The change is a total afterthought in Bummer’s repertoire; he threw it only five times last season. It was effective, but it’s nothing more than a change-of-pace pitch thrown once in a blue moon.
Bummer threw his sinker an overwhelming amount last year, but the cutter saw a bump in usage last season as well. With an O-Swing rate of 44% and a SwStr rate of 22%, it was a plus pitch, and a solid offering to complement the sinker.
With more use of the cutter, Bummer has cut down on the use of his slider. However, the pitch was filthy last season in that limited use. He hled opposing batters to a wOBA of .097.
Bummer’s primary pitch has been and should continue to be his sinking fastball. The results between 2017 and 2018 varied wildly for Bummer, but a career 68.5% ground-ball rate and .058 ISO are indicators of a promising pitch for the 25-year-old southpaw.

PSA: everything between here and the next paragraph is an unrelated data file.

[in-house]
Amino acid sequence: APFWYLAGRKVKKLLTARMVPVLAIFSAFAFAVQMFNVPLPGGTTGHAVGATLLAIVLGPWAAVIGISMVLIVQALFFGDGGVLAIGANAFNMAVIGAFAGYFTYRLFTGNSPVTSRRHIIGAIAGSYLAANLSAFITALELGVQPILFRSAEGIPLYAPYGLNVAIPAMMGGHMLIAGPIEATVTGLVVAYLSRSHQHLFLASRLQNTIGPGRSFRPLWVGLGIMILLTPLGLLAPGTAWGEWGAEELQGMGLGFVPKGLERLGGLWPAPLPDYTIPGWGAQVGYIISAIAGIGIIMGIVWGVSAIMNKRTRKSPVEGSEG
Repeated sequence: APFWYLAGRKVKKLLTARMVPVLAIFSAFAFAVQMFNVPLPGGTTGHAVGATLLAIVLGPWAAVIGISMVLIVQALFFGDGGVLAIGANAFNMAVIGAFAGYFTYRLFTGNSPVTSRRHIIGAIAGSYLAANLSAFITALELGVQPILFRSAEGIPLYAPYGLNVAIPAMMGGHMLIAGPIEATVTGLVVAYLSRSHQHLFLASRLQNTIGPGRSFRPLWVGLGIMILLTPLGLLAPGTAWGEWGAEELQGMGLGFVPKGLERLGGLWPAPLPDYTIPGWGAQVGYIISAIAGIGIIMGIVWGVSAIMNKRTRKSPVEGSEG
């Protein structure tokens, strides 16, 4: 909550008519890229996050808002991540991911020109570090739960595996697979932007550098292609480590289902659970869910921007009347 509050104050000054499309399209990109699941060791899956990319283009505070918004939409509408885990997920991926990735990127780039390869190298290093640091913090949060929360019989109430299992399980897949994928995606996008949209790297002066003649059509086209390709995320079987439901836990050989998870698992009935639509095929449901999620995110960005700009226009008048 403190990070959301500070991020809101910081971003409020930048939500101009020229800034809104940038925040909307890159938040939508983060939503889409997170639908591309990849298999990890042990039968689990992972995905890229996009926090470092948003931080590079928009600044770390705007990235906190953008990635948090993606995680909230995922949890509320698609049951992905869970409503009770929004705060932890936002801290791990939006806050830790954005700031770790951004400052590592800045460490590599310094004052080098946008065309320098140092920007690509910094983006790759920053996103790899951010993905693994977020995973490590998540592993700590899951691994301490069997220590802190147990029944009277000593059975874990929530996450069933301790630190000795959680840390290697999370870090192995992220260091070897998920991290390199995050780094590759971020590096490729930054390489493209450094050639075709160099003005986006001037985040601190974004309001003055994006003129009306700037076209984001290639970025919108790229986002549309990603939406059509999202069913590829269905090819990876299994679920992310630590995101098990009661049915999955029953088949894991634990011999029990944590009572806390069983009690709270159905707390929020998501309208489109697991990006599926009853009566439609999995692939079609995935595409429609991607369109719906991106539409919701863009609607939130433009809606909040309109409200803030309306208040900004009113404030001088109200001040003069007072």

After centering around his slider in 2017, Bummer backed off the offering in lieu of more diverse offspeed offerings in 2018. The results saw an increase in contact rate (59.5%) and a spike in line-drive rate (42.9%) along with a drop off in swing rate (33.9%), zone rate (27.4%), and swinging-strike rate (13.7%).
Like seemingly every pitcher in the Chicago White Sox organization, Bummer has developed a cutter. The pitch bridges the gap between his fastball and slider but doesn’t offer much value on its own. Opponents went 4-for-11 against the pitch, neutralizing Bummer’s 70.0% ground-ball rate by finding the gaps and generating a .400 BABIP alongside a .182 ISO.
While he only threw it around 3% of the time, Bummer was able to generate four strikeouts against six batters with his changeup in 2018. Through 28 total pitches, Bummer has only found the zone with his changeup 39.3% of the time and generated a swing on 25.0% of offerings. With uninspiring velocity, movement, and command, Bummer’s changeup lacks standalone substance going forward.